I would say it is an infinite task. Besides loops there are also access coalescing, inter-BB duduplication, range deduplication (if we checked [this, this+X), then we may omit checks of everything in [this, this+X)), figuring out what calls can actually free what objects, etc.

nlopes requested changes to this revision.Feb 25 2015, 8:40 AM
nlopes added a reviewer: nlopes.
nlopes added a subscriber: nlopes.

You should use ObjectSizeOffsetVisitor instead of ObjectSizeOffsetEvaluator. The interface is the similar, but it gives up when the object size is not constant, while the later may insert new instructions in the code. ObjectSizeOffsetVisitor is well tested (it's used by alias analysis, for example).

Second, the inbounds check is unsound (it may overflow -- check the prove here: http://rise4fun.com/Z3/PVrF). The correct set of checks are the following 3:

  • Offset >= 0 (signed; you have this one)
  • Size >= Offset (unsigned)
  • Size - Offset >= AccessSize (unsigned)

Finally, you cannot derive the access size from "DL->getTypeStoreSize(OrigTy)". For example, just because an array has elements of size 4, it doesn't mean that all stores must be of size 4. You can have done a bitcast, and stored 8 bytes. Basically you need to get hold of the element stored and check its store size.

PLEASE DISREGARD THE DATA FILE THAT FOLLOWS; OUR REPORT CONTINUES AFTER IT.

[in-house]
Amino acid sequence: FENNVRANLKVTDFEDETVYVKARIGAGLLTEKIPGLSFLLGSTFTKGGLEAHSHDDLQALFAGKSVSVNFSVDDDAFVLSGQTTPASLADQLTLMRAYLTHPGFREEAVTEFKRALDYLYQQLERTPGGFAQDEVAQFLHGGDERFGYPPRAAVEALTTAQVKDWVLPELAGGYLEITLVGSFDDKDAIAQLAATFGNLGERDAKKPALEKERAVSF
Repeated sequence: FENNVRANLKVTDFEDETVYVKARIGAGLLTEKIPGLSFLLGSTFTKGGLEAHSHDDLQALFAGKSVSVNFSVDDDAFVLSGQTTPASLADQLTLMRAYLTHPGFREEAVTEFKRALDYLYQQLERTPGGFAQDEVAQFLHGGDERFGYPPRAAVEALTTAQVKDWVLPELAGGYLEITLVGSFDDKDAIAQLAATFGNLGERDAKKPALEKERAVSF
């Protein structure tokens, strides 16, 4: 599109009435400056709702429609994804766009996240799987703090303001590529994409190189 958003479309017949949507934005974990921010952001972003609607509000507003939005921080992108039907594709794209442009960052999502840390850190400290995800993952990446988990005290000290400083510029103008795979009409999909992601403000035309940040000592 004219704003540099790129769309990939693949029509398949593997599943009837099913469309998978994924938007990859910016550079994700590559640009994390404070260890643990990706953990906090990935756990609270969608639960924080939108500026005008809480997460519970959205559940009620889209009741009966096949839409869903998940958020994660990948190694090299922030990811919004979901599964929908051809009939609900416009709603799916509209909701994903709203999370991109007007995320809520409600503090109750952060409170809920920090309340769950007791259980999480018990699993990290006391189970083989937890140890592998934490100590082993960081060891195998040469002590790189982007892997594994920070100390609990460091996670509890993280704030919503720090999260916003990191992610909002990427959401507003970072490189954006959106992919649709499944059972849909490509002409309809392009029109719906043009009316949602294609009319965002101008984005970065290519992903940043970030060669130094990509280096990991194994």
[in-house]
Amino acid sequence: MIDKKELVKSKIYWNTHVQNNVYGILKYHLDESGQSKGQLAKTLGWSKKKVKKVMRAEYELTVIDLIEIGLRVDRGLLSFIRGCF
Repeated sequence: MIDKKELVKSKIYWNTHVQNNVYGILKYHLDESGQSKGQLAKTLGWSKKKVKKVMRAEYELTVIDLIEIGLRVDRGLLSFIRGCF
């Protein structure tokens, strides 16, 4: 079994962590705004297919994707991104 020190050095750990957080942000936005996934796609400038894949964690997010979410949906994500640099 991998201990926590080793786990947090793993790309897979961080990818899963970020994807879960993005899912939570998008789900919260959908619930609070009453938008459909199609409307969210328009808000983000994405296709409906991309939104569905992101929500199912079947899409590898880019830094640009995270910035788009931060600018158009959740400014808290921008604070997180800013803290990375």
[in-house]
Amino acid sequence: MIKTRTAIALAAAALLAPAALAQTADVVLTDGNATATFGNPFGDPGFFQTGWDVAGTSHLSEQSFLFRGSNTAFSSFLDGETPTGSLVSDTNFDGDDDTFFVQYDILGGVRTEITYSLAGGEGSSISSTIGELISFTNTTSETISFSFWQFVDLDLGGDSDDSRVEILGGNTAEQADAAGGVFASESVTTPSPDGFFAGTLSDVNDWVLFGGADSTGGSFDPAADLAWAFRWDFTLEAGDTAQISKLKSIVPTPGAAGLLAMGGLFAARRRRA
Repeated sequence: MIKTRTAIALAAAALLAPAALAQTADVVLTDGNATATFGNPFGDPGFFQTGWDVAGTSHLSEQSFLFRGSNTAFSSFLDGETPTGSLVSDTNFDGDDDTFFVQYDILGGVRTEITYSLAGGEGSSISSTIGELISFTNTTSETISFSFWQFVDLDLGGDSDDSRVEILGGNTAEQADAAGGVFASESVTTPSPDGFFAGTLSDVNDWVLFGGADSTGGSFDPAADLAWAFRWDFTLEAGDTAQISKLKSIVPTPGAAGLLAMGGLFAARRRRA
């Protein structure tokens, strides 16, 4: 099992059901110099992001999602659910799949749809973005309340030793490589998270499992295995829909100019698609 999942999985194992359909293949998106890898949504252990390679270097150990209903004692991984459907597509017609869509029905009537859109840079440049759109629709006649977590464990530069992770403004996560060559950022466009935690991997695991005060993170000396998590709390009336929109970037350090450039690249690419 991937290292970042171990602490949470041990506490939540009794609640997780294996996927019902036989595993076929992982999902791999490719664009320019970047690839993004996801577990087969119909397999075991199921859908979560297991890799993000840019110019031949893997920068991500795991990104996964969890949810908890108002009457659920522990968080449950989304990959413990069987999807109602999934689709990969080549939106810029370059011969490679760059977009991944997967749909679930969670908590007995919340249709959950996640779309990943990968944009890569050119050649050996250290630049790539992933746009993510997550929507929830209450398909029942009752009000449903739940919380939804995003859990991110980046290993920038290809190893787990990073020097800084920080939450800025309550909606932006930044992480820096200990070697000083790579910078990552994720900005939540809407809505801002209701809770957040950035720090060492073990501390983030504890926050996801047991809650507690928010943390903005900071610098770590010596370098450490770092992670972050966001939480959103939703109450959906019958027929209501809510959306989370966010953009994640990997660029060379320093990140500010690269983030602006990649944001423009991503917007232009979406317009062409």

After fixing these 3 issues, I think the patch becomes correct and desirable for commit.

This revision now requires changes to proceed.Feb 25 2015, 8:40 AM
dvyukov updated this revision to Diff 21107.Mar 3 2015, 8:05 AM
dvyukov edited edge metadata.

Thanks for the review, Nuno!
All you three comments are addressed. Please take another look.

FWIW: This optimization looks right to me.
GVN uses similar logic to do an optimization to loads it can prove come directly from allocation functions.

lib/Transforms/Instrumentation/AddressSanitizer.cpp
2055

You may want to look if this does a better/worse job than GetPointerBaseWithConstantOffset

(This is what GVN, DeadStoreElimination, etc use to do what you are doing here - compute the pointer base and constant offset, make sure they match, then they use getTypeSizeInBits to compare the sizes)

chandlerc accepted this revision.Mar 3 2015, 4:55 PM
chandlerc edited edge metadata.